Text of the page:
Actually, I have a few.

Despite my therapist’s suggestions to let it go because “the only one getting hurt by resentment is me” 🤮 I keep my grudges in a box covered in sequins tucked in the back of my closet. Not in sight every day but easy to find when I need it.

Each of my nemeses used to be a work buddy who took advantage of our friendship and information I had divulged to become a competitor in our industry. They did me dirty.

Competition comes up in almost every one of my entrepreneurial circles. Mario, one of the funniest and kindest aspiring entrepreneurs I’ve met, has an industry arch nemesis who – get this – is also crushingly handsome. 😍🤬😍🤬

What do you do with an arch nemesis?

How do you handle competition?

Step 1: Watch them carefully.

You’re looking for their gaps. As much as your imagination may have puffed them up to be perfect, that’s impossible. They surely have topics they don’t cover or an angle you disagree with. That’s where you can lean in with your approach – the things that make you different. The more you can distinguish yourself, the less they’ll feel like competition.

If you can’t find something you disagree with, that’s also a clue. It means they’re so plain vanilla they don’t make waves. It’s inauthentic. You just have to be you to be better than that.

Step 2: Stop watching them.

Block and mute. This step takes you 30 seconds at most. It can be a hard psychological mountain to climb because our false people-pleasing characteristics make us think we’re supposed to be friends with everyone.

And that someone is going to see that you’ve blocked them and it’ll become a controversy. You aren’t Britney Spears and Justin Timberlake. No one will notice.

Just like how I don’t buy potato chips at the grocery store because I’ll eat them all – It’s bad for me. Block and mute keeps your competition from taking up rent-free space in your head.

Put them in a tiny sequined box that you tuck away in the back of your closet. Out of sight, out of mind.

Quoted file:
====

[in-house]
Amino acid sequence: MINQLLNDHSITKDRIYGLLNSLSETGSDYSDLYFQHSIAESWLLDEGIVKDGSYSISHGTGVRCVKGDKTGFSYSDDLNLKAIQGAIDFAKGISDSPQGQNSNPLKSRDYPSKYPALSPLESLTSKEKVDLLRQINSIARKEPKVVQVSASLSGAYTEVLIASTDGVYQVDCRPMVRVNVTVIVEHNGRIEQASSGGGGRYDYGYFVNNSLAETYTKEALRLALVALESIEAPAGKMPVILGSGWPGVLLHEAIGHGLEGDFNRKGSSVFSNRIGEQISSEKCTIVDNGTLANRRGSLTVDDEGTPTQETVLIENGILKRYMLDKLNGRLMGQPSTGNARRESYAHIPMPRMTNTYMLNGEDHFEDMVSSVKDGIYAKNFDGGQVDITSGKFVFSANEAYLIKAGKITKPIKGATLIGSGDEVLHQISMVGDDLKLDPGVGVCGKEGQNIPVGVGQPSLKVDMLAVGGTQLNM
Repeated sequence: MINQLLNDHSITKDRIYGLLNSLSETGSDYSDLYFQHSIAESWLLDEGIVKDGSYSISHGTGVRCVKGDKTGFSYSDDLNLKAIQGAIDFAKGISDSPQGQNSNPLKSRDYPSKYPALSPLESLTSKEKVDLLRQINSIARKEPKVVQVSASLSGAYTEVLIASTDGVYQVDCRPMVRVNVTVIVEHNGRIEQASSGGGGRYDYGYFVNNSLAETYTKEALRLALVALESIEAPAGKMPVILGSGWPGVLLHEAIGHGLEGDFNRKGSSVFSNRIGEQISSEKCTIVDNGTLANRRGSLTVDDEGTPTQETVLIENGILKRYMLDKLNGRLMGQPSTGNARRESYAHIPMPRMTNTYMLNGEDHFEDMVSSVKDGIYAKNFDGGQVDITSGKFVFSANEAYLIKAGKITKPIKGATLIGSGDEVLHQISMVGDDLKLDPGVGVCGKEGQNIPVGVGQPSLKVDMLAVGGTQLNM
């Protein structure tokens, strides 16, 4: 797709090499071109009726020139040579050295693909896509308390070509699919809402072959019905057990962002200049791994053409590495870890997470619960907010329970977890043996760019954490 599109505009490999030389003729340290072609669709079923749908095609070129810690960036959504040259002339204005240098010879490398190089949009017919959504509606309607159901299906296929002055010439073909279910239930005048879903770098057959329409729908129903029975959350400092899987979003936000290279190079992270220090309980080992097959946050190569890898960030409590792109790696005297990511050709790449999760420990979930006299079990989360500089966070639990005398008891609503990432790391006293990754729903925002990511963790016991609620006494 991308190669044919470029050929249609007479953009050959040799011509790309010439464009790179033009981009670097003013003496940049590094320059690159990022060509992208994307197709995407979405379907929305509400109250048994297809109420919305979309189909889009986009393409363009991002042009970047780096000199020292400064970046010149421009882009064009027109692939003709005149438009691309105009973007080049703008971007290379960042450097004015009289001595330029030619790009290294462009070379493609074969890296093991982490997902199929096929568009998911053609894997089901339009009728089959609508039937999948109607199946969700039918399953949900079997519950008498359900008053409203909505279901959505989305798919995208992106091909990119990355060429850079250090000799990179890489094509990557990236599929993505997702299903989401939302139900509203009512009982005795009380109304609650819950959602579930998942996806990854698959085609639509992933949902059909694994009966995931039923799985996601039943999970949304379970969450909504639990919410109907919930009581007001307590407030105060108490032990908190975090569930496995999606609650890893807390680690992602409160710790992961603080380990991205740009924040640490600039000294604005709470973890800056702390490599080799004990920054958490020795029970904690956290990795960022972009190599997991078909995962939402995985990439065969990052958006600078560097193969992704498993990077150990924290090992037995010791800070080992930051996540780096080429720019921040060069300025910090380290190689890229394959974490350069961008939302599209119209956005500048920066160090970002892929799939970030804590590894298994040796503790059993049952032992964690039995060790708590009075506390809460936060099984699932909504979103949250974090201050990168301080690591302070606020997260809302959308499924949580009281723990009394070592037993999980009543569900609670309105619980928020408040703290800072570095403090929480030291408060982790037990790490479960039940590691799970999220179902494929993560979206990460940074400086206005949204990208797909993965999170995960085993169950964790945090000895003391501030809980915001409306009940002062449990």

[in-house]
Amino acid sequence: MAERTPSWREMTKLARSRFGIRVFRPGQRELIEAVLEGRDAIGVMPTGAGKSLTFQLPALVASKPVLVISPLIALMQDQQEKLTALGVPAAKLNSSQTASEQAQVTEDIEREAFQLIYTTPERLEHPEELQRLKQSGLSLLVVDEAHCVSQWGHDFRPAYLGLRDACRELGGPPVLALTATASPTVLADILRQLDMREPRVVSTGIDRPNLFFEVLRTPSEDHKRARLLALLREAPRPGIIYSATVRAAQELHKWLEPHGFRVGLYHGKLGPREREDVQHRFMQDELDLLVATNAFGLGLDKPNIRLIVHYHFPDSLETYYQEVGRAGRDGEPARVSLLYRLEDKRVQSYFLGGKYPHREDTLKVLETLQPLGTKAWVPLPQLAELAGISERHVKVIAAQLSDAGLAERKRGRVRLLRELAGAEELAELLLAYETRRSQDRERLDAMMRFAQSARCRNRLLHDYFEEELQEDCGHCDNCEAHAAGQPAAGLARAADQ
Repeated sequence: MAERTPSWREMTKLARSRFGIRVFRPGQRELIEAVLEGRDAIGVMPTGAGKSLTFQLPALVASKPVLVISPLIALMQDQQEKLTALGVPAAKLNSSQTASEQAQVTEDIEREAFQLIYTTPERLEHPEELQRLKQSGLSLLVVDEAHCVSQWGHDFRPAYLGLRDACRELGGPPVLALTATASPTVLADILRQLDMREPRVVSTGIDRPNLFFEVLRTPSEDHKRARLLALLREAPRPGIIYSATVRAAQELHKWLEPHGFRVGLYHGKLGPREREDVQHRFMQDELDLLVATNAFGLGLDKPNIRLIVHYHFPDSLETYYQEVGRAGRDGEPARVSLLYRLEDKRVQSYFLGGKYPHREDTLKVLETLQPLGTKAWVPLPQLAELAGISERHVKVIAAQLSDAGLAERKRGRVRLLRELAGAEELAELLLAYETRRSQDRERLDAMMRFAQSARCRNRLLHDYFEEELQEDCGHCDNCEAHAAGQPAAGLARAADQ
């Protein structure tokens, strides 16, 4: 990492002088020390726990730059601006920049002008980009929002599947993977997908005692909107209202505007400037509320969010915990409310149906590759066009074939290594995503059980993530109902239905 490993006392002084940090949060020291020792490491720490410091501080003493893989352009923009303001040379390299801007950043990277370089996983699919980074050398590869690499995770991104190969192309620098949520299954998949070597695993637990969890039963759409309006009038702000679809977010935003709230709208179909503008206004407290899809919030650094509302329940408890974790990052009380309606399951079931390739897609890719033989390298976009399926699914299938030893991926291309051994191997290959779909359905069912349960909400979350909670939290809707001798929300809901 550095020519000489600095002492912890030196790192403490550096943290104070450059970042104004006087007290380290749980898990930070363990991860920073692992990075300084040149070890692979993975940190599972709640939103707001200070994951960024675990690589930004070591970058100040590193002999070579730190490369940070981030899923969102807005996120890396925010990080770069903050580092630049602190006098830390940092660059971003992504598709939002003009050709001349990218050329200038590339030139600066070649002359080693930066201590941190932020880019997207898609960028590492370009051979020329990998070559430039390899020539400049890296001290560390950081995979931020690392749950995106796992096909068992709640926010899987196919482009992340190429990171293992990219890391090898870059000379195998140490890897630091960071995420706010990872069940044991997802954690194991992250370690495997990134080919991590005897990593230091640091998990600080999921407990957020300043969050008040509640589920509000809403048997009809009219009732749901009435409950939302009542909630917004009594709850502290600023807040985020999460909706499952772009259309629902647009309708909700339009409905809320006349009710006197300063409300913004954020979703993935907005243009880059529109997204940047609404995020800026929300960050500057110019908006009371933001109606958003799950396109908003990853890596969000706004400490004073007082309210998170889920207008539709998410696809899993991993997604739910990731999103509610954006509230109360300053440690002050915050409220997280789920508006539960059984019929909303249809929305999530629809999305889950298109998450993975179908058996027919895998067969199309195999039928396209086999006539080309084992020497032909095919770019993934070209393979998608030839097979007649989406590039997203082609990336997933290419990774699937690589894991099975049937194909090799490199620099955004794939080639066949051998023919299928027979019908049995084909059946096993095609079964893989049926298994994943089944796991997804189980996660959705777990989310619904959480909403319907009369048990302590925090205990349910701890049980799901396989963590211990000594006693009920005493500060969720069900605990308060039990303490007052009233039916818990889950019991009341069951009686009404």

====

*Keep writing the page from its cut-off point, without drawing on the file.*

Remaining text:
With the headspace you get back, create. Mind your own business, literally. Focus on your own work and GO.

Step 3: Pull out the tiny sequined box as needed.

I root into the back of my closet from time to time when:

– I’ve run out of ideas for my blog or social media channels. I can always take a 5 minute spin through what my arch nemeses have been posting lately and find a gap to address (without ever naming them).

– I see a friend about to make the same mistake I did with one of my arch nemeses.

– I need a reminder that I’m a bad bitch. Should imposter syndrome ever start creeping in, I’m able to review their plain vanilla asses and be reminded of what makes me, me.

Look, this isn’t the advice you’ll see in movies that say you can make that Mean Girl your friend (or frenemy). And this definitely isn’t what my therapist would advise. But it’s a way to skim the advantages you can off of the situation while preserving your mental health and your heart as much as possible.

Got an arch nemesis? You wanna tell me who did you dirty? I’m all ears and your secret is safe with me. I’m not yet at a point where I’m ready to name names but I promise that every time you see me mention “Todd” I’m talking about one of mine.